A plan to fix overcrowding by making Glenwood Elementary a magnet-school solution is up in the air again.
At the center of the problem is the school’s Mandarin-English Dual Language Program, which the magnet proposal presented to the school board last month would have preserved. The dual track program offers two classes of Mandarin in each grade level.
The magnet designation had not been determined, but leaders were considering Global Studies; the International Baccalaureate Primary Years Programme; Science, Technology, Engineering and Mathematics (STEM); or Science, Technology, Engineering, Art and Mathematics (STEAM).
Glenwood would have begun the 2019-20 school year as a magnet under the proposal.
But after looking closer at the logistics of making the switch and hearing from school personnel and parents, the board will soon consider several other alternatives, which it discussed at a special meeting last week.
The staff presented the board with three options to deal with overcrowding:
▪ Cut the Mandarin program into only one track;
▪ Change the program to an elective model that would offer Mandarin to all Glenwood students for 45 minutes a day plus possible additional after-school or summer instruction;
▪ Continue to move toward making Glenwood a magnet school.
Glenwood Elementary, which is the oldest Chapel Hill-Carrboro City Schools school building, is built to hold 450 students but already has more than 500, with enrollment expected to go up with expected growth in its attendance zone.
After some discussion, the board also added the options of making an under-capacity school in the district a magnet and moving the Mandarin program there, or simply moving the Mandarin program to a less crowded school.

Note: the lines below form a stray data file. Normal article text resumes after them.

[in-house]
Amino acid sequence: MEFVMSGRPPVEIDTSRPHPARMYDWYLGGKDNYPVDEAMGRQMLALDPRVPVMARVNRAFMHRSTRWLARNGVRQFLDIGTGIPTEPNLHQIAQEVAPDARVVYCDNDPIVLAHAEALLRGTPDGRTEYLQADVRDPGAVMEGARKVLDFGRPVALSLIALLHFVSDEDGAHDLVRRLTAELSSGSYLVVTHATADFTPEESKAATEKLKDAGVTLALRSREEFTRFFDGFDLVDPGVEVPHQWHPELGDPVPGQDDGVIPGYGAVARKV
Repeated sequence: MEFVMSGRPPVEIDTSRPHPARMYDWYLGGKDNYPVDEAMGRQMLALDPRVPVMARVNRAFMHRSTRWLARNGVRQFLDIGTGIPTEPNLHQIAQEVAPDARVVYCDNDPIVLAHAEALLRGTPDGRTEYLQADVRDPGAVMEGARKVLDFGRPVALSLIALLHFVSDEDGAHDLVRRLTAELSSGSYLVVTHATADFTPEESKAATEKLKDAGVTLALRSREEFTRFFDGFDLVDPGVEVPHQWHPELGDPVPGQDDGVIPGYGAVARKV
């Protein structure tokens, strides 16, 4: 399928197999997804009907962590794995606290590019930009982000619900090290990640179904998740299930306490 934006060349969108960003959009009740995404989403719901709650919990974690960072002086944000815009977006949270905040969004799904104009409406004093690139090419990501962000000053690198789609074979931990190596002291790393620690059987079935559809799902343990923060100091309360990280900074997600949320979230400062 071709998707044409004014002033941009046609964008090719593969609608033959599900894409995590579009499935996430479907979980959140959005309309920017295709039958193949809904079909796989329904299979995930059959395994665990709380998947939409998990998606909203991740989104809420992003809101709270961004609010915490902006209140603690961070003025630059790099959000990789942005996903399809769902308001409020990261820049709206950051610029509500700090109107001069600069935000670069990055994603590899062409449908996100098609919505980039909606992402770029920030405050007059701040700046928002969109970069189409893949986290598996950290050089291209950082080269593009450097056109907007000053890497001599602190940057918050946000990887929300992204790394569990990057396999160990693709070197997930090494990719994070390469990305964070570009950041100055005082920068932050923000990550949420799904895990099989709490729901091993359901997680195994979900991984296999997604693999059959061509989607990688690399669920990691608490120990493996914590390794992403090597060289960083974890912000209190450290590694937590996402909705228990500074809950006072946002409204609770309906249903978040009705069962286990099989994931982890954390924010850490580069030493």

Board member Pat Heinrich opposed making the program one track because attrition of students as they leave for other opportunities in the district could become a problem.
Board member Margaret Samuels spoke in favor of the magnet school model. “The way it was presented the research that was done, the way it was to be implemented, I think, was a pro,” she said. “I think on the converse side of that, the rollout and the concern of it is likely a con, and whether there is sufficient community support for it.”
Board member Amy Fowler suggested that it would be better to pick a school without overcrowding and to move the Mandarin program there. “If we have overcrowding we don’t need to attract more students to the school,” she said, “we need fewer students.”
Superintendent Pamela Baldwin said she would want principals involved in a discussion of making another school a magnet and moving the Mandarin program there, if that is the direction the board decides to take.
Baldwin said she would like to hear a solution for the overcrowding by the summer. One solution that had previously been proposed that she said she would definitely not want to use is spot redistricting, which the Glenwood attendance zone has already undergone in recent years.
She also said she would prefer not to move the Mandarin program to another school, a move that could result in redistricting throughout the district.
The board heard from about 60 speakers during the public comment portion of the meeting, including students and teachers in the Mandarin program, as well as parents of students in the program.
Uffe Bergeton, an assistant professor in the Department of Asian Studies at UNC-Chapel Hill, said the university has formed a relationship with the Mandarin program, with students from the program excelling at UNC. He added that some of those students want to teach Mandarin in state schools.
Michelle King, who has a daughter in the Mandarin program, said the program “expands our sense of who we are and who we can be as North Carolinians.”
Matt Goad: email@example.com